Spreadsheets vs. Databases

These two concepts are not synonymous.

Spreadsheets and databases both provide ways to examine data. The approach each uses to collect and share this data, however, is quite different.

A spreadsheet offers quasi-structured data in the form of rows and columns. However, the spreadsheets are not related to each other and do not require rules regarding the information contained in the spreadsheet. Additionally, spreadsheets lack sophisticated summarizing and reporting tools.

Databases collect information in a structured way and apply, by default, rules and relationships about what goes in and goes out. We’ve looked at both to help you figure out which one best suits your needs.

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General Conclusions

Spreadsheets

  • Contain cells composed of columns and rows.

  • Perform mathematical calculations.

  • Sort and filter data.

Data base

  • Organize complex collections of data.

  • Controlled by a database management system (DBMS).

  • Access and manage large amounts of data.

Databases support fast reading and writing of content automatically. Unless you’re using a homebrew system of trigger tools like If This Then That, a spreadsheet requires manual entry of information.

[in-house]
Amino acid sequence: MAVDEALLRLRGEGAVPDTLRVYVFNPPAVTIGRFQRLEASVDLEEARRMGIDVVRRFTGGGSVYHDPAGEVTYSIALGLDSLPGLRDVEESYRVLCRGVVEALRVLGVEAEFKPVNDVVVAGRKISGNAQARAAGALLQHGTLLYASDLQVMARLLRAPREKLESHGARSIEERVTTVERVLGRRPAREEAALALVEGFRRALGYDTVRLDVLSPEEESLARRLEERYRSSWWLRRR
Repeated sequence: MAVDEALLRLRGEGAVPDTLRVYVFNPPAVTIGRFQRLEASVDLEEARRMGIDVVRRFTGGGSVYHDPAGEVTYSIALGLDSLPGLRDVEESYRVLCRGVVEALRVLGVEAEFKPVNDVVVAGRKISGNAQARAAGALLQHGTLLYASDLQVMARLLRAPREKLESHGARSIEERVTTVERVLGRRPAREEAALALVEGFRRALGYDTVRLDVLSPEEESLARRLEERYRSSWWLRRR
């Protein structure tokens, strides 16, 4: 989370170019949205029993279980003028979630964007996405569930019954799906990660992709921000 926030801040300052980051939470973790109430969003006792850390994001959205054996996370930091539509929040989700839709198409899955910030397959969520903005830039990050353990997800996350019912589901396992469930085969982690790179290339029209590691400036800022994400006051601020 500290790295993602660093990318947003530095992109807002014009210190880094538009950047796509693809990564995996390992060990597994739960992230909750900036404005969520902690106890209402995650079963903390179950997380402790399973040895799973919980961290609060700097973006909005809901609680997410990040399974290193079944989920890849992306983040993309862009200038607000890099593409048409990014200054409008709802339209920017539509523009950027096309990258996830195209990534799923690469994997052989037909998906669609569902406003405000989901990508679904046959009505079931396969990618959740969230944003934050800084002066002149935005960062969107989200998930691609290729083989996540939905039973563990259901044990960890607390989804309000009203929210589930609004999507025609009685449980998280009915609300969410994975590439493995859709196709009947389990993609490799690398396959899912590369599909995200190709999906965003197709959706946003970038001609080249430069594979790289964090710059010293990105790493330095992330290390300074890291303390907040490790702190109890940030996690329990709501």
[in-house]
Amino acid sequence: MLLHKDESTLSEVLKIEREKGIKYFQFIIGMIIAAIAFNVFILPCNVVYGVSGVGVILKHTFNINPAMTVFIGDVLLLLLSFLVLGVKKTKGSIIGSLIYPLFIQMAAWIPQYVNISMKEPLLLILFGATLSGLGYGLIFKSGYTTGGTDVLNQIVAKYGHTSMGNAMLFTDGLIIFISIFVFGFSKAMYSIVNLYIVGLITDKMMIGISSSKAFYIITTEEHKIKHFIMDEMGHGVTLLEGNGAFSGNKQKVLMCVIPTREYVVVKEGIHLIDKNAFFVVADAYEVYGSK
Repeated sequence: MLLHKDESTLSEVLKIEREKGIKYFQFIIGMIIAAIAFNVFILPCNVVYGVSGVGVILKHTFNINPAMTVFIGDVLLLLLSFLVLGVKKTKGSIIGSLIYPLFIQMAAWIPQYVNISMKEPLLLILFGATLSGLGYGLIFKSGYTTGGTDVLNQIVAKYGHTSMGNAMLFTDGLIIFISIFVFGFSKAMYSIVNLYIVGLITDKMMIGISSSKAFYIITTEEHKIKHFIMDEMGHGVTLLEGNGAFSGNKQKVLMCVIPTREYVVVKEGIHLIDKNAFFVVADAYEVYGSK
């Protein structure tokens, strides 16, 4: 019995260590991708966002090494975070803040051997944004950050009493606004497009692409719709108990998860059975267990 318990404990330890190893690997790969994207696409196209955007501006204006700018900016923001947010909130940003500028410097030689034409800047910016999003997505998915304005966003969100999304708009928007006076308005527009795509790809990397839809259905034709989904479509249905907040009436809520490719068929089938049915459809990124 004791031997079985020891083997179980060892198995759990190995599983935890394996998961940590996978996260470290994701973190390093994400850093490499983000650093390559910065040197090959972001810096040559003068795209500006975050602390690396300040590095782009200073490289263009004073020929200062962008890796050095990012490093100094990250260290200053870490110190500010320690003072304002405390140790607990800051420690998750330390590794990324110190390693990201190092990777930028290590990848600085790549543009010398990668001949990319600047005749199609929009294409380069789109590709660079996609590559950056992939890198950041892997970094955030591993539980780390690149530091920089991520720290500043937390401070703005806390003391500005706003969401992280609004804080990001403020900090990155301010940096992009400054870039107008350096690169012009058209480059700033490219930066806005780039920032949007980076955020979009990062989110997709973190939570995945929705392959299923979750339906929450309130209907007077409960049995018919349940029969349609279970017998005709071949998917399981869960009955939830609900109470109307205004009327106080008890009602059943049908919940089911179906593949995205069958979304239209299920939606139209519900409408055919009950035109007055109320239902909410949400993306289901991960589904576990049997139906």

Microsoft Excel and Google Sheets are commonly used spreadsheet programs. Both are available for free on computers, tablets and smartphones.

Besides Microsoft Access on the desktop (and clones like LibreOffice Base), the most robust database tools reside on servers. Large companies use options such as Microsoft SQL Server or the Oracle server suite. Members of the open source and Linux communities use tools like MariaDB.

When you use a database, you usually combine it with support tools. Since databases require a structured query language to access information, tools such as visual report designers (such as Crystal Reports) or dashboard tools (such as Tableau) handle both SQL generation and development of complex reports.

Design: Analysis vs. Relationships

Spreadsheets

  • Optimized for simple data analysis.

  • Limited filtering capabilities.

  • Limited ability to compare data from different sources.

Data base

  • Able to link tables.

  • Powerful relational analysis.

  • Limited computing capabilities.

Whether databases or spreadsheets make the most sense for a given purpose stems from a handful of use case characteristics.

Although lookup formulas and named regions connect parts of worksheets, a worksheet is a self-contained set of data. It has a limited ability to filter and group different spreadsheets and spreadsheet files. Spreadsheets are optimized for finance and simple data analysis. For simple analysis of numbers, this approach is superior to a database. Also, databases require more technical skills to set up and configure.